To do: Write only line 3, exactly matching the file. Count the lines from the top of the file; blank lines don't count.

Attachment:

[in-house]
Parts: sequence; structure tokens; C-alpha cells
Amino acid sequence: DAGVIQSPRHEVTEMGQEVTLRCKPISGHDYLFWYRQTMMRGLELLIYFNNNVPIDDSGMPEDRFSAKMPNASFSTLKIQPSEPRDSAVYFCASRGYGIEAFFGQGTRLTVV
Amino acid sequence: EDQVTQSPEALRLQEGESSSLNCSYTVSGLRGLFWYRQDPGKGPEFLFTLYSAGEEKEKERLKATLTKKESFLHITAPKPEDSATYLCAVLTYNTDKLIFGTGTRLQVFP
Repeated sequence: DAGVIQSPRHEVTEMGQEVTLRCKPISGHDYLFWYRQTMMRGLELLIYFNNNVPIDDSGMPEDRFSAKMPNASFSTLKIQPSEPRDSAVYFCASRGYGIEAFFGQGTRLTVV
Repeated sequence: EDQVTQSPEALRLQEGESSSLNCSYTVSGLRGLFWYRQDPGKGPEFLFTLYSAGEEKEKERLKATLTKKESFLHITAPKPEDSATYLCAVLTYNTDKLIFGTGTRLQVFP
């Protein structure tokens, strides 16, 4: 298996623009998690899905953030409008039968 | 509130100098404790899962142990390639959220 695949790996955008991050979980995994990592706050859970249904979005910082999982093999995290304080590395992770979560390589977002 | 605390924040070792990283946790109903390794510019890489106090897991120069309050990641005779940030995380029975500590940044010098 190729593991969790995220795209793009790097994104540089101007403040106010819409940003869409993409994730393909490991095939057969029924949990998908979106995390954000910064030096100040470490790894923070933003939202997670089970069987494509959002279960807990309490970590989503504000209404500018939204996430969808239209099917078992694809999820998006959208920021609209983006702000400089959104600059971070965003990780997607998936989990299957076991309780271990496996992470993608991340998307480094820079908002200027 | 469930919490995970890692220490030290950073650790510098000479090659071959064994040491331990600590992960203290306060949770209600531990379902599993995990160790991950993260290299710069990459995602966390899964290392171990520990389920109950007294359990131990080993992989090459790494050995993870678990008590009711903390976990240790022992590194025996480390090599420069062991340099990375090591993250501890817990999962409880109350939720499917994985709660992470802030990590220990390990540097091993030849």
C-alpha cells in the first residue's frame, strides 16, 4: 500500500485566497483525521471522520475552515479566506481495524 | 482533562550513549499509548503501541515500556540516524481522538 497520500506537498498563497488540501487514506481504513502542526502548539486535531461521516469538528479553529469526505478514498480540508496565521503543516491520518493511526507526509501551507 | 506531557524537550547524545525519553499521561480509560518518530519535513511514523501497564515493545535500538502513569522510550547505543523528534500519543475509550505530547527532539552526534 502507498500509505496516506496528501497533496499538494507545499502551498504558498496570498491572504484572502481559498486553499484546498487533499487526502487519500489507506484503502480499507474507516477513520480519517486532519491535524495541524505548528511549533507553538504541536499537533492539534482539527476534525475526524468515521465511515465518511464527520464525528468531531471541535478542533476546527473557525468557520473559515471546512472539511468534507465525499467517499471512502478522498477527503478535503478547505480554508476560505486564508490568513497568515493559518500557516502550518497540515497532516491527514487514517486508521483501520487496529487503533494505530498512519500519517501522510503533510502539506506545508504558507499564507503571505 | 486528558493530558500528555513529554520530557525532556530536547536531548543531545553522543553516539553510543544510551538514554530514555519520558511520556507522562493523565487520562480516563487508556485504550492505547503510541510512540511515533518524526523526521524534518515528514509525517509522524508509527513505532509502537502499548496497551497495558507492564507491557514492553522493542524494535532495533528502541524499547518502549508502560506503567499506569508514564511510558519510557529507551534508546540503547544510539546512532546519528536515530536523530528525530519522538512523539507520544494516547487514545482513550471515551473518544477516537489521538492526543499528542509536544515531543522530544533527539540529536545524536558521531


Amino acid sequence: DAGVIQSPRHEVTEMGQEVTLRCKPISGHDYLFWYRQTMMRGLELLIYFNNNVPIDDSGMPEDRFSAKMPNASFSTLKIQPSEPRDSAVYFCASRGYGIEAFFGQGTRLTVV